If doctors find something suspicious, such as a polyp , they can perform a biopsy and/or remove it on site, preventing potential future complications. This proactive approach is not just diagnostic; It's a powerful form of prevention that can offer peace of mind and actionable insights into your health.

Fortunately for me, the colonoscopy revealed no signs of cancer, and my symptoms had resolved at that time. Although my procedure was primarily for diagnostic reasons, regular exams are essential for many, serving as a key preventative measure.

What should you do next?

O US Preventive Services Working Group recommends that adults between the ages of 45 and 75 undergo regular colorectal cancer screenings, emphasizing the importance of early detection.

Those at an elevated risk, perhaps due to family history or other factors, should consult with their health care provider to determine the best screening schedule and methods tailored to their specific needs.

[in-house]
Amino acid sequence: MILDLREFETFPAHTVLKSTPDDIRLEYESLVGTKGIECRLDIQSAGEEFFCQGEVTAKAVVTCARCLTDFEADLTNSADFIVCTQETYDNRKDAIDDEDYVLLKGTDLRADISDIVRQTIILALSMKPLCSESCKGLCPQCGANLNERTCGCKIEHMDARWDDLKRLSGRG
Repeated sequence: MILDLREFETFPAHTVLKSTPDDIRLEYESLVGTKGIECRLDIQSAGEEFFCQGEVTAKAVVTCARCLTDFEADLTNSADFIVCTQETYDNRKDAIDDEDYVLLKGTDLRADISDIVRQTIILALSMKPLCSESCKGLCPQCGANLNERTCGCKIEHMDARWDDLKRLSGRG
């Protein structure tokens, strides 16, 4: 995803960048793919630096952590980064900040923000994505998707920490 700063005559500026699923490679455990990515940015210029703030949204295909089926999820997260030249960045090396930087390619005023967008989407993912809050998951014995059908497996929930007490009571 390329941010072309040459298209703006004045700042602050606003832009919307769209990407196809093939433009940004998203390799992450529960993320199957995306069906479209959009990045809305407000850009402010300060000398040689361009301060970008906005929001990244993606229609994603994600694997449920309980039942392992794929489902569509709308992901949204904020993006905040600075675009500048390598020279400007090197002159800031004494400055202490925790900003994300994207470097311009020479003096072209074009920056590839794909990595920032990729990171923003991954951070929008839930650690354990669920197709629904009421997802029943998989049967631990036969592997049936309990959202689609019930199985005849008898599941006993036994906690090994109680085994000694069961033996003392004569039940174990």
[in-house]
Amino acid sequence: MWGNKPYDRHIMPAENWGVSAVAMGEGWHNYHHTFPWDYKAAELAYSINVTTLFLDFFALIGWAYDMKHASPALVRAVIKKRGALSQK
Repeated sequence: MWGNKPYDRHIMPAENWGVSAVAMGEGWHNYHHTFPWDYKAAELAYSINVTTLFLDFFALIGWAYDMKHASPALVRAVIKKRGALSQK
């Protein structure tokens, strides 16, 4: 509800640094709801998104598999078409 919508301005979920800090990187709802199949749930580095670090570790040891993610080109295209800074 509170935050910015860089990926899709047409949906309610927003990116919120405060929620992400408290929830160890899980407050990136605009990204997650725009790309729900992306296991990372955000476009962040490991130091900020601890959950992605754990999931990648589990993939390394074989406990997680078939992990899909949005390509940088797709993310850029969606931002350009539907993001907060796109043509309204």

Despite these recommendations, a significant portion of the eligible population is hesitant to participate in the exams. Some factors for this include the discomfort associated with stool-based tests, the preparation required for the procedures, and the anxiety surrounding colonoscopy exams.

This apprehension may contribute to only about 60% of people eligible for colorectal cancer screening staying up to date on recommended testing. If it weren't for my friend's memory, I would probably be in the “I'm going to skip all this” group.

In a promising development, a new blood test-based colon cancer screening test has shown a 83% effectiveness in detecting the disease according to a study published on March 13 in The New England Journal of Medicine.

This test identifies DNA markers released by cancer cells in the blood that are specific to colorectal cancer. Although it does not replace a colonoscopy, a positive result from this test indicates the need for additional tests. The hope is that once approved by the FDA (Food and Drug Administration) of the United States, this blood test would increase screening for colorectal cancer.

If you have any abnormal symptoms in any part of your body, get tested. The sooner you do it, the more likely you are to live longer thanks to proactive care.

*Dr. Jamin Brahmbhatt is a urologist and robotic surgeon at Orlando Health and past president of the Florida Urological Society.

Source: CNN Brasil